ablative as ergative marker

Wolfgang Schulze W.Schulze at LRZ.UNI-MUENCHEN.DE
Tue Oct 27 10:11:50 UTC 1998

Re Scott DeLancey's question:

>Ergatives seem to have a more diverse set of origins, but not
>unlimited.  They may derive from genitives (probably through
>a grammaticalized nominative construction in which the subject
>is marked as a possessor, i.e. something like _John's shooting
>the dog_ being reanalyzed as a finite construction), or from
>instrumentals or (and?) ablatives, for fairly straightforward
>semantic reasons (again, see Clark and Carpenter, or my 1981
>paper in Language, or the work of John Anderson).  Does anybody
>have suggestions of other paths?)

Let me propose two further paths: a) DEIXIS > ERG. A standard example
seems to be given by Awaro-Andian (East Caucasian) and probably in many
other East Cauacsian langauges (on a diachronic level). A central aspect
of Awaro-andian noun paradigms is that of "stem augmentation" (SA), cp.
lit. Awar /was/ "boy" (ABS), ERG /was:-as/ (boy-SA-ERG[+masc]), /yas/
"girl" (ASB), ERG /yas:-all:[-masc]/ (-ll- = strong lateral
fricative)and Karata (Andian) /c:'ew/ "guest" (ABS), ERG /c':ew-ss:u-l/
(-ss- = palatal fricative) (guest-SA[+masc]-ERG), /laga/ "body" (ABS),
ERG /laga-ll:i-l/ (body-SA[-mas])-ERG). Comparative evidence proposes
that */-s:-/ and */-ll:-/ originally had been emphatic markers
(subcategorizing the cluster ERG according to [+masc;+human] vs.
[-masc;±human] (see my email (19.10.1998 "a question about ergative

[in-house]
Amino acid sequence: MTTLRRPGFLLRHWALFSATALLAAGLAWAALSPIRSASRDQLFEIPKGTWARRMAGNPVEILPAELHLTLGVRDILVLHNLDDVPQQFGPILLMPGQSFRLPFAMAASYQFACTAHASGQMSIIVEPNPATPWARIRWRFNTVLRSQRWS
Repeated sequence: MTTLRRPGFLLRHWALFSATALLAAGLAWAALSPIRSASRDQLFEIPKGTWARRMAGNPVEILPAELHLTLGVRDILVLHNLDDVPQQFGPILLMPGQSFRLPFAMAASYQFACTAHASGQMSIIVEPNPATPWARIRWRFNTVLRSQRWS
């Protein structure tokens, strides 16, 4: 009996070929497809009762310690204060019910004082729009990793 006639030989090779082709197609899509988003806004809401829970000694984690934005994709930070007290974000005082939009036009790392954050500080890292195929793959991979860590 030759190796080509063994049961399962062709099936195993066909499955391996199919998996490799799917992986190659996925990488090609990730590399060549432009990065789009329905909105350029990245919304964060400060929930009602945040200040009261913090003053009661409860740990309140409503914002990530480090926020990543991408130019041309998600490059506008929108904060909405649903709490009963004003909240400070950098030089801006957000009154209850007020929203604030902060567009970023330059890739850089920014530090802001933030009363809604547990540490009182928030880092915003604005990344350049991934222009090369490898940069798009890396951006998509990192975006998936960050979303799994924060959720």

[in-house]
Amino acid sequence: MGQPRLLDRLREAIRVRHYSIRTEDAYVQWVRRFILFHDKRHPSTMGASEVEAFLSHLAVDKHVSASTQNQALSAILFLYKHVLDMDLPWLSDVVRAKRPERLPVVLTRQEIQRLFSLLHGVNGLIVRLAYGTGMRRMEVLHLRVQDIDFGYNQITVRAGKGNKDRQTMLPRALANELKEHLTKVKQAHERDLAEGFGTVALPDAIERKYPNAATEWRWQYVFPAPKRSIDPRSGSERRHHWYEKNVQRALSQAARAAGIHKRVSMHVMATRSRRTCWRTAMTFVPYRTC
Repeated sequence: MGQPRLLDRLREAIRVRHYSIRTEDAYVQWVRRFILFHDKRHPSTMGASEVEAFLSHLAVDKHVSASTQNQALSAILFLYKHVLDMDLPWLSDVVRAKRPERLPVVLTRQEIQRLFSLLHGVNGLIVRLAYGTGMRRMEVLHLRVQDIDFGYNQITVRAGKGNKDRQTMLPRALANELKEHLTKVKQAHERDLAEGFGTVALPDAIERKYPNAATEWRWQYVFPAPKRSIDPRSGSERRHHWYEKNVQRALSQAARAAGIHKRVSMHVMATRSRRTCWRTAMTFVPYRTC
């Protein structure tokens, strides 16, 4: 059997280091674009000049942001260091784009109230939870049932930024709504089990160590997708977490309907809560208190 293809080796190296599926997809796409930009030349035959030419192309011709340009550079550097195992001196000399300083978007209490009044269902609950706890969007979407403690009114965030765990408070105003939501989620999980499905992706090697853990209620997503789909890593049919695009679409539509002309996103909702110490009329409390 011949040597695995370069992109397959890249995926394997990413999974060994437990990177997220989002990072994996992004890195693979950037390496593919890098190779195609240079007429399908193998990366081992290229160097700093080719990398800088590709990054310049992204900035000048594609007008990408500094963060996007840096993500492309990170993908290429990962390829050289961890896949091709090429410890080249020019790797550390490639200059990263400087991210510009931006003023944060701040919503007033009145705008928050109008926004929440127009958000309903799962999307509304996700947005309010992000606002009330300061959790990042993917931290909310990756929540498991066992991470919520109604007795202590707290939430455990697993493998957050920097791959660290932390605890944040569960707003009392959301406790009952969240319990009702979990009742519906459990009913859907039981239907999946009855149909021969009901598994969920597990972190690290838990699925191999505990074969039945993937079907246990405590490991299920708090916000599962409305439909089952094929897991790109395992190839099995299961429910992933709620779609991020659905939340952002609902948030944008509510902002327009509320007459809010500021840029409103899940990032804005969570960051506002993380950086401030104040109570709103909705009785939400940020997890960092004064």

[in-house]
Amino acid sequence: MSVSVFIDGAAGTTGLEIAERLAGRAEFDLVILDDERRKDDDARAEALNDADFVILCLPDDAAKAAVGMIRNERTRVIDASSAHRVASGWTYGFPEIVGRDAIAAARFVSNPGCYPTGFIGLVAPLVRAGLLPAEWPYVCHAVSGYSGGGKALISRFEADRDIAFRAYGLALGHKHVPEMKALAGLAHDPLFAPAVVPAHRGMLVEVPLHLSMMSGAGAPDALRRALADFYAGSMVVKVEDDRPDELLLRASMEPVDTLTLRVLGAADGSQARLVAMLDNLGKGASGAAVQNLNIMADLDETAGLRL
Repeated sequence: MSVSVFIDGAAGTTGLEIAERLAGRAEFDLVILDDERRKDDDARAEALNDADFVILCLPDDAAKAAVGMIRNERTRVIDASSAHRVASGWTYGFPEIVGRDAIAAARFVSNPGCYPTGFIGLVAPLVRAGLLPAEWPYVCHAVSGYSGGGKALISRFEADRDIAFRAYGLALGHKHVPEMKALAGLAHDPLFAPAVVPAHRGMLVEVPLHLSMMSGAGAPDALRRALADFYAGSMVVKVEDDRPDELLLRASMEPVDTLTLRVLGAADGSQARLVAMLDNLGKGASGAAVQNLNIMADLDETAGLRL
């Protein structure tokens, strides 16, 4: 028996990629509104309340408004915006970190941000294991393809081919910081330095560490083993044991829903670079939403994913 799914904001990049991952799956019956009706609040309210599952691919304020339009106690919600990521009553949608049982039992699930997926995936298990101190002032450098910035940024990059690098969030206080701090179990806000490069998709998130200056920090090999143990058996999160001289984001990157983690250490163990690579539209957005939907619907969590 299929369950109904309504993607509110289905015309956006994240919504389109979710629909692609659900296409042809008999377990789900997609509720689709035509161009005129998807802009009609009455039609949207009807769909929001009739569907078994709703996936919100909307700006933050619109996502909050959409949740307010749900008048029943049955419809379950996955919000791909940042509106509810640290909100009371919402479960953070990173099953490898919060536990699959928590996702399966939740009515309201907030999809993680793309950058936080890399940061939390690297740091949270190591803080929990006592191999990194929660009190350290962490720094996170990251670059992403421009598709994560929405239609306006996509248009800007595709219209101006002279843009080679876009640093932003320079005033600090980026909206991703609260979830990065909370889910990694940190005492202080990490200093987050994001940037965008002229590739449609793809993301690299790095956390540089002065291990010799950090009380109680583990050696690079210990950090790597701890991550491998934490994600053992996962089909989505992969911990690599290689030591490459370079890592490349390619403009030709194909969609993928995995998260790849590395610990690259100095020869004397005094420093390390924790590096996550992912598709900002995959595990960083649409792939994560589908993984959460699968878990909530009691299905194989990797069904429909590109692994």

markers" for a comment on such splits ("DAM")). Though the given
paradigm is restricted to certain classes of nouns (but common with
adjectives and pronouns), it seems to me that the strategy to
emphatically mark a transitive agent with the help of (old) deicitic
clitics has been (and sometimes still is) a central technique in East
Caucasian (also conpare Georgian (South Caucasian) that has generalized
a deictic (ergative) "stem" for nominal ergatives (/-ma(n)/). The
underlying mechanism seems to be quite obvious, given the fact that the
East Caucasian languages had a strong "pragmatic" component in
linguistically construing "events".

b) In some South East Caucasian languages (as well as in some other
languegs of the East Caucasian grooup) we can observe a high degree of
pseudo-allomorphy with respect to ergative case markers (I call that
pseudo-allomorphy, because these elements are allmrphs wirth respect to
their general function ERG, but morphologically distinct with respect to
other aspects (such as noun classification). Again, deixis could be a
source, but sometimes it seems that the classificational component
originally had been decisive. Though East Caucasian languages follow a
basically covert strategy of noun classification, there seem to be
residues of on older (?) and restricted (?) overt system that perhaps
used generic-like "nouns" to mark "agentivity" with transitive nouns.
Hence, another path may have been CLASS MARKER > ERG (but note that I do
nt talk about the "standard" class markers in East Caucasian that
overtly appear with nouns only in quite young paradigms (and - perhaps -
with some old kin terms)).

But whatever the grammaticalization paths of the multiple ERG morphemes
in East Caucasian had been: We should remember the fact that up to now
the internal history of most of these markers remains in the dark.

In general I think that the question of how ergative markers become
grammticalized heavily depends on the way we describe the emergence of
ergativity itself in a given language. If we assume a "passive"
background (such as in Indo-Iranian) with all its implications
(TAM-restictions etc.), it is very likely that ERG cases are based on
locatives etc. ("from space to case" (the title of a paper that I
currently prepare with special reference to East Caucasian). But if we
assume that ergativity is strongly discourse- or knowledge-based (as for
instance in East Caucasian), then other aspects of co-paradigmatization
(e.g., focus markers and agentivity) may enter the game.

Prof. Dr. Wolfgang SCHULZE
Institut für Allgemeine und Indogermanische
Sprachwissenschaft * Universität München
Geschwister-Scholl-Platz 1 * D-80539 München
Tel.: +89-2180 2486

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